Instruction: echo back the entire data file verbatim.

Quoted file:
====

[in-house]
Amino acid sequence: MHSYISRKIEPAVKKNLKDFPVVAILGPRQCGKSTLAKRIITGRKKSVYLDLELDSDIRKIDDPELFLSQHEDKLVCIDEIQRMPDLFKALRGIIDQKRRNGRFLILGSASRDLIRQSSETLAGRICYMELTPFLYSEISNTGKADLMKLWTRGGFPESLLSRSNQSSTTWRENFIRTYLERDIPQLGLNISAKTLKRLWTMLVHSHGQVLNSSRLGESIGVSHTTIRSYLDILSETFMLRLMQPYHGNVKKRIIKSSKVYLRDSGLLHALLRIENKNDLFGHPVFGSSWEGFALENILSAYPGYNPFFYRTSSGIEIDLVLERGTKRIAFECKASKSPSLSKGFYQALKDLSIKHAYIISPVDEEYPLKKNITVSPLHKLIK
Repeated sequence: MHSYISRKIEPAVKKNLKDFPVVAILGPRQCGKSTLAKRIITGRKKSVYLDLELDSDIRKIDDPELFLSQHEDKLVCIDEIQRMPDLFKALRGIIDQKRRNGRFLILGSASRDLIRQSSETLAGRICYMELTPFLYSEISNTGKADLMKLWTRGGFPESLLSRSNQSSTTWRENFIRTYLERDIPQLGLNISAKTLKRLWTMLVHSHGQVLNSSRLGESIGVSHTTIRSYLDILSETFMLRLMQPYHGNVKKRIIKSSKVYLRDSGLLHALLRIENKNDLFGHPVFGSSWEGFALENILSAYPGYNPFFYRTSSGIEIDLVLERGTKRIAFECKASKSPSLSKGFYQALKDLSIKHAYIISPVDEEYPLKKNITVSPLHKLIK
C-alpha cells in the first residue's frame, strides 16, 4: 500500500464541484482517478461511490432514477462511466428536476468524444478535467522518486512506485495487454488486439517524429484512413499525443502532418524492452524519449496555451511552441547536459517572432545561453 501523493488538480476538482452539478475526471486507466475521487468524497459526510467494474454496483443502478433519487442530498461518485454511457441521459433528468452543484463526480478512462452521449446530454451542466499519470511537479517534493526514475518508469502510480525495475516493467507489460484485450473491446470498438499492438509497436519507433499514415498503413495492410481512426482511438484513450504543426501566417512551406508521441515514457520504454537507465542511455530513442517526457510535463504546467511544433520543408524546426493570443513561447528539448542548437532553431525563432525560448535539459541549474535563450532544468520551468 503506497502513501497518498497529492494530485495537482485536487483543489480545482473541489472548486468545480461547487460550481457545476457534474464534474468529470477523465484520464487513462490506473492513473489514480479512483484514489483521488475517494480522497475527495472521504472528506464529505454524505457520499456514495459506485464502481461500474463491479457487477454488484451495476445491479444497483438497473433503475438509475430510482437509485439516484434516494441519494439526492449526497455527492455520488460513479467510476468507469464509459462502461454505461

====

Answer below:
[in-house]
Amino acid sequence: MHSYISRKIEPAVKKNLKDFPVVAILGPRQCGKSTLAKRIITGRKKSVYLDLELDSDIRKIDDPELFLSQHEDKLVCIDEIQRMPDLFKALRGIIDQKRRNGRFLILGSASRDLIRQSSETLAGRICYMELTPFLYSEISNTGKADLMKLWTRGGFPESLLSRSNQSSTTWRENFIRTYLERDIPQLGLNISAKTLKRLWTMLVHSHGQVLNSSRLGESIGVSHTTIRSYLDILSETFMLRLMQPYHGNVKKRIIKSSKVYLRDSGLLHALLRIENKNDLFGHPVFGSSWEGFALENILSAYPGYNPFFYRTSSGIEIDLVLERGTKRIAFECKASKSPSLSKGFYQALKDLSIKHAYIISPVDEEYPLKKNITVSPLHKLIK
Repeated sequence: MHSYISRKIEPAVKKNLKDFPVVAILGPRQCGKSTLAKRIITGRKKSVYLDLELDSDIRKIDDPELFLSQHEDKLVCIDEIQRMPDLFKALRGIIDQKRRNGRFLILGSASRDLIRQSSETLAGRICYMELTPFLYSEISNTGKADLMKLWTRGGFPESLLSRSNQSSTTWRENFIRTYLERDIPQLGLNISAKTLKRLWTMLVHSHGQVLNSSRLGESIGVSHTTIRSYLDILSETFMLRLMQPYHGNVKKRIIKSSKVYLRDSGLLHALLRIENKNDLFGHPVFGSSWEGFALENILSAYPGYNPFFYRTSSGIEIDLVLERGTKRIAFECKASKSPSLSKGFYQALKDLSIKHAYIISPVDEEYPLKKNITVSPLHKLIK
C-alpha cells in the first residue's frame, strides 16, 4: 500500500464541484482517478461511490432514477462511466428536476468524444478535467522518486512506485495487454488486439517524429484512413499525443502532418524492452524519449496555451511552441547536459517572432545561453 501523493488538480476538482452539478475526471486507466475521487468524497459526510467494474454496483443502478433519487442530498461518485454511457441521459433528468452543484463526480478512462452521449446530454451542466499519470511537479517534493526514475518508469502510480525495475516493467507489460484485450473491446470498438499492438509497436519507433499514415498503413495492410481512426482511438484513450504543426501566417512551406508521441515514457520504454537507465542511455530513442517526457510535463504546467511544433520543408524546426493570443513561447528539448542548437532553431525563432525560448535539459541549474535563450532544468520551468 503506497502513501497518498497529492494530485495537482485536487483543489480545482473541489472548486468545480461547487460550481457545476457534474464534474468529470477523465484520464487513462490506473492513473489514480479512483484514489483521488475517494480522497475527495472521504472528506464529505454524505457520499456514495459506485464502481461500474463491479457487477454488484451495476445491479444497483438497473433503475438509475430510482437509485439516484434516494441519494439526492449526497455527492455520488460513479467510476468507469464509459462502461454505461